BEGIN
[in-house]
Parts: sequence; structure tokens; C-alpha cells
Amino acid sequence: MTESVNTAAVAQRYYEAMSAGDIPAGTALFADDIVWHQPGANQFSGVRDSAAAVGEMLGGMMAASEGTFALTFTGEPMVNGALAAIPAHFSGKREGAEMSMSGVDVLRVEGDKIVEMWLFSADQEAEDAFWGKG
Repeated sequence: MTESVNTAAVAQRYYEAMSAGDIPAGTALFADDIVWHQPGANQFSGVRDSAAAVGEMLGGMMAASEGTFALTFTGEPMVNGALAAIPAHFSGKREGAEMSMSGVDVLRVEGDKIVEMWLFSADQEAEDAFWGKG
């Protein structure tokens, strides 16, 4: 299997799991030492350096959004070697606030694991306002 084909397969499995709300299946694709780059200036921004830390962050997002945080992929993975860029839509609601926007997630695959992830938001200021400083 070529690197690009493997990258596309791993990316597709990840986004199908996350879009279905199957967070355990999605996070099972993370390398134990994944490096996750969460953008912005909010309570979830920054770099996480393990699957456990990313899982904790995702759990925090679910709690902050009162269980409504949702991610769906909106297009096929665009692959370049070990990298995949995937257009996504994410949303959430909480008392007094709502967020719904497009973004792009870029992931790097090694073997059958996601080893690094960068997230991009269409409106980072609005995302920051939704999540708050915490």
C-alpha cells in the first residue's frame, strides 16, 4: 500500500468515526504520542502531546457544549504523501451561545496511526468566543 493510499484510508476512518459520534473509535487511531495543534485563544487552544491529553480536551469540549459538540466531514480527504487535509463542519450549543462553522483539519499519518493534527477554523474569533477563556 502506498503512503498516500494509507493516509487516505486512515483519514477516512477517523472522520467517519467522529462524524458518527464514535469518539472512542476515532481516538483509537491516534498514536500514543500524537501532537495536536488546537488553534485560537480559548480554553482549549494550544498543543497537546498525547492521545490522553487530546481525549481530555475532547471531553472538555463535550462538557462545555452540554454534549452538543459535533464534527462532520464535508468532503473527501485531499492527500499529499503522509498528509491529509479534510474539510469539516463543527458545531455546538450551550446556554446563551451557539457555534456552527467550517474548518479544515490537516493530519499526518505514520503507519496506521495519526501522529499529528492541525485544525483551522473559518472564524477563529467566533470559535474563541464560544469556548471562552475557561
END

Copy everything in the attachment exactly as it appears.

[in-house]
Parts: sequence; structure tokens; C-alpha cells
Amino acid sequence: MTESVNTAAVAQRYYEAMSAGDIPAGTALFADDIVWHQPGANQFSGVRDSAAAVGEMLGGMMAASEGTFALTFTGEPMVNGALAAIPAHFSGKREGAEMSMSGVDVLRVEGDKIVEMWLFSADQEAEDAFWGKG
Repeated sequence: MTESVNTAAVAQRYYEAMSAGDIPAGTALFADDIVWHQPGANQFSGVRDSAAAVGEMLGGMMAASEGTFALTFTGEPMVNGALAAIPAHFSGKREGAEMSMSGVDVLRVEGDKIVEMWLFSADQEAEDAFWGKG
């Protein structure tokens, strides 16, 4: 299997799991030492350096959004070697606030694991306002 084909397969499995709300299946694709780059200036921004830390962050997002945080992929993975860029839509609601926007997630695959992830938001200021400083 070529690197690009493997990258596309791993990316597709990840986004199908996350879009279905199957967070355990999605996070099972993370390398134990994944490096996750969460953008912005909010309570979830920054770099996480393990699957456990990313899982904790995702759990925090679910709690902050009162269980409504949702991610769906909106297009096929665009692959370049070990990298995949995937257009996504994410949303959430909480008392007094709502967020719904497009973004792009870029992931790097090694073997059958996601080893690094960068997230991009269409409106980072609005995302920051939704999540708050915490």
C-alpha cells in the first residue's frame, strides 16, 4: 500500500468515526504520542502531546457544549504523501451561545496511526468566543 493510499484510508476512518459520534473509535487511531495543534485563544487552544491529553480536551469540549459538540466531514480527504487535509463542519450549543462553522483539519499519518493534527477554523474569533477563556 502506498503512503498516500494509507493516509487516505486512515483519514477516512477517523472522520467517519467522529462524524458518527464514535469518539472512542476515532481516538483509537491516534498514536500514543500524537501532537495536536488546537488553534485560537480559548480554553482549549494550544498543543497537546498525547492521545490522553487530546481525549481530555475532547471531553472538555463535550462538557462545555452540554454534549452538543459535533464534527462532520464535508468532503473527501485531499492527500499529499503522509498528509491529509479534510474539510469539516463543527458545531455546538450551550446556554446563551451557539457555534456552527467550517474548518479544515490537516493530519499526518505514520503507519496506521495519526501522529499529528492541525485544525483551522473559518472564524477563529467566533470559535474563541464560544469556548471562552475557561